As closing instruction, the major Israelite holidays are commanded.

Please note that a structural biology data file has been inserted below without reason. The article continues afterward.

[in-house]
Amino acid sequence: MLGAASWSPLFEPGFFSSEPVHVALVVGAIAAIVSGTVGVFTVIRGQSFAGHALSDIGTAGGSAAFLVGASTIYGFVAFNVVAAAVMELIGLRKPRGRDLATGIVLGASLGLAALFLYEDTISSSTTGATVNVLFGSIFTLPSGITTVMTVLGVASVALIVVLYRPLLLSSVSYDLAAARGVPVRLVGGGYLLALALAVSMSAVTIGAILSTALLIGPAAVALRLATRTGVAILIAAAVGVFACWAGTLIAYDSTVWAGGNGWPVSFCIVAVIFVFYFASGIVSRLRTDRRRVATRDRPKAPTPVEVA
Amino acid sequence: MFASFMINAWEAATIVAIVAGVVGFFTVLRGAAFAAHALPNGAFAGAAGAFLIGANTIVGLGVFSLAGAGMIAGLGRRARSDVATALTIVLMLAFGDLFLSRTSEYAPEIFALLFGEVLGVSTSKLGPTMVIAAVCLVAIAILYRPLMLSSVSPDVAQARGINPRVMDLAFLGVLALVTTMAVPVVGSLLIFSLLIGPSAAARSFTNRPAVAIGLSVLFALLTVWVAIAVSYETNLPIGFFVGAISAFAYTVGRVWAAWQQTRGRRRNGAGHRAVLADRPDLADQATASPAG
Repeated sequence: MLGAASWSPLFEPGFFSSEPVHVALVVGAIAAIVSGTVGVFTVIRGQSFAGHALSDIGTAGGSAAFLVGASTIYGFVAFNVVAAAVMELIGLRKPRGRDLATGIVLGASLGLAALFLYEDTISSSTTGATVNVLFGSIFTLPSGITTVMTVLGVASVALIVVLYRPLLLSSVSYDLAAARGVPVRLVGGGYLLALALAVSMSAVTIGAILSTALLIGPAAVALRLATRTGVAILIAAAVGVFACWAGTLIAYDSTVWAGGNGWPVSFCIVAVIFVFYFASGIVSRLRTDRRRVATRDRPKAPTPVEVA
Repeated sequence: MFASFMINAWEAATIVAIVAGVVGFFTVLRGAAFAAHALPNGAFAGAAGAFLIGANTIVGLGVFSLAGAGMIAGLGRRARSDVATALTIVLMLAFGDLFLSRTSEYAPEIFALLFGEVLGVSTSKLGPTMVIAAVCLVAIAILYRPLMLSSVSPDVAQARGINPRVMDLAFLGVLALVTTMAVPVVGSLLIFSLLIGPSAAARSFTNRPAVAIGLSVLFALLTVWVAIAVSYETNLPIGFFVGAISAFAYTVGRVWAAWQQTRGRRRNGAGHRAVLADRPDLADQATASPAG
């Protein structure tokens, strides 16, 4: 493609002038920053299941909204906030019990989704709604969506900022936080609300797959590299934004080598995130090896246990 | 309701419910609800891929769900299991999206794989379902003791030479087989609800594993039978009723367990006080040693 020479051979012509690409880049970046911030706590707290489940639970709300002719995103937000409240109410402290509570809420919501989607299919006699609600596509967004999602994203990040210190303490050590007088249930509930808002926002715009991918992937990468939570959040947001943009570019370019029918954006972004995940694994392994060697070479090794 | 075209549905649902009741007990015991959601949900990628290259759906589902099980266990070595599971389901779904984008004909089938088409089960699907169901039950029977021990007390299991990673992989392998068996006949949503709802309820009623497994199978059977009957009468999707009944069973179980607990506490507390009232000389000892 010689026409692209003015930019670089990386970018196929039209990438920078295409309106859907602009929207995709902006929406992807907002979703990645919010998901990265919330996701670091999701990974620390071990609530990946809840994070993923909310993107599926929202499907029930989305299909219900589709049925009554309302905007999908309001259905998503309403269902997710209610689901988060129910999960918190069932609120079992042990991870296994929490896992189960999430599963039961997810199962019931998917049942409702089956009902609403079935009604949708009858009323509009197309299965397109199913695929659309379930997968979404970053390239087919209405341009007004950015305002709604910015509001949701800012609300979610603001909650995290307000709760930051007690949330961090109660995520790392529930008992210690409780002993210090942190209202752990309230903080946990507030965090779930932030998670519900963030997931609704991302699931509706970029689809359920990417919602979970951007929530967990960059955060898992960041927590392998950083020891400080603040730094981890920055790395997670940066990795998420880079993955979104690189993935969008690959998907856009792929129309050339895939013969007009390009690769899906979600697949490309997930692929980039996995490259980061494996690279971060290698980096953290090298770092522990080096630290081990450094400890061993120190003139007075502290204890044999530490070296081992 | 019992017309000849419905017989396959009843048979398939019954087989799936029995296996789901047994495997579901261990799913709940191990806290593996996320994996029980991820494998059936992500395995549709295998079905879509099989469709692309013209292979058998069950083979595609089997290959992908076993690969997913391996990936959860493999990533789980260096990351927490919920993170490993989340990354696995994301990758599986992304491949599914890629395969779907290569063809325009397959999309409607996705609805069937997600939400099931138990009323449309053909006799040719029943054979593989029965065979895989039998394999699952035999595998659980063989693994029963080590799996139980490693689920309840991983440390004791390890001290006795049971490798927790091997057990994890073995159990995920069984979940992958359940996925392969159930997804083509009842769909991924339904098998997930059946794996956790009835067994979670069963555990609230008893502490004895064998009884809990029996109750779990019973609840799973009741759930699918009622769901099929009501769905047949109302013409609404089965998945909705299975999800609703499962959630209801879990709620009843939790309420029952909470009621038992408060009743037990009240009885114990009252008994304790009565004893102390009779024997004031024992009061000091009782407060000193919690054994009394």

Starting in the Spring, the major festivals are introduced. First, the Passover commemorates the deliverance of the Hebrew people from Egypt as described in the book of Exodus. It is celebrated with worship and a meal on the fourteenth day of the month called Nisan, which is the first month of the Jewish year. The time... More, and then seven weeks later, the festival of First Fruits coincides with the Festival of Weeks (Pentecost was originally a Jewish harvest or pilgrimage festival that fell on the fiftieth day after Passover. It was during this festival that the Holy Spirit visited Jesus' followers in tongues of fire and caused them to speak in many languages, as reported in Acts... More in the Greek). Next, in The fall refers specifically to the disobedience of Adam and Eve when they listened to Satan rather than adhering to God's command not to eat the fruit from the tree. When people act contrary to God's will, they are said to fall from from grace... More (usually September) the Festival of Trumpets (later Rosh Hashanah) is celebrated on the first day of the seventh month. Next comes Yom Kippur or the A Day of Atonement is a ritual occasion of prayer and confession during which a community recalls its disobedience and wrongdoing. Among Christians such an occasion is known as a Day of Penitence. Among Jews Yom Kippur is the Day of Atonement; its origins in... More, on the tenth day of the seventh month. Finally the Festival of Booths or Sukkot is celebrated, starting on the 15fth day of the seventh month.